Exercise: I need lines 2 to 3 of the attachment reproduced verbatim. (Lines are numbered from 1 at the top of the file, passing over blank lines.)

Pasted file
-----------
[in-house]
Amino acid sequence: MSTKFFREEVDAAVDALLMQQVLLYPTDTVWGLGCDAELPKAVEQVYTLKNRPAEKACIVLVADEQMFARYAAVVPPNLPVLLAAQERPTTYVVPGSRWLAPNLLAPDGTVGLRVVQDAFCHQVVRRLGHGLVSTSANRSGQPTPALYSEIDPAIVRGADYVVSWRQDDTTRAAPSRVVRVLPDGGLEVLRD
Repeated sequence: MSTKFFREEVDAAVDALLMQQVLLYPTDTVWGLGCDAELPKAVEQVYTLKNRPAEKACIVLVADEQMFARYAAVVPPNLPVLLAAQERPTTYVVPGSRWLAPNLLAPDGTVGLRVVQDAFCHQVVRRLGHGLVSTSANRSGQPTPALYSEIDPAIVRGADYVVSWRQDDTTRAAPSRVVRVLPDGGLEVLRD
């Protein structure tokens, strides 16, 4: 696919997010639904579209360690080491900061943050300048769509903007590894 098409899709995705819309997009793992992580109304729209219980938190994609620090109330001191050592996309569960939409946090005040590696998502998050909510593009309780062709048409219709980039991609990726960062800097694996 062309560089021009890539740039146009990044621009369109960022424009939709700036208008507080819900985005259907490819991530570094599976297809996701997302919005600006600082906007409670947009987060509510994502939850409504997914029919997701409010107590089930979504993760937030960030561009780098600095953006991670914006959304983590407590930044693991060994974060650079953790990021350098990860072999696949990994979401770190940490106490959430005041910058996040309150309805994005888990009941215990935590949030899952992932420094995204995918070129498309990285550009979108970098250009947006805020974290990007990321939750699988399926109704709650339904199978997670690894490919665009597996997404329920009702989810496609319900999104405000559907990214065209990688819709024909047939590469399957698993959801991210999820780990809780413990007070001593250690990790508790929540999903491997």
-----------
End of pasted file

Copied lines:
Amino acid sequence: MSTKFFREEVDAAVDALLMQQVLLYPTDTVWGLGCDAELPKAVEQVYTLKNRPAEKACIVLVADEQMFARYAAVVPPNLPVLLAAQERPTTYVVPGSRWLAPNLLAPDGTVGLRVVQDAFCHQVVRRLGHGLVSTSANRSGQPTPALYSEIDPAIVRGADYVVSWRQDDTTRAAPSRVVRVLPDGGLEVLRD
Repeated sequence: MSTKFFREEVDAAVDALLMQQVLLYPTDTVWGLGCDAELPKAVEQVYTLKNRPAEKACIVLVADEQMFARYAAVVPPNLPVLLAAQERPTTYVVPGSRWLAPNLLAPDGTVGLRVVQDAFCHQVVRRLGHGLVSTSANRSGQPTPALYSEIDPAIVRGADYVVSWRQDDTTRAAPSRVVRVLPDGGLEVLRD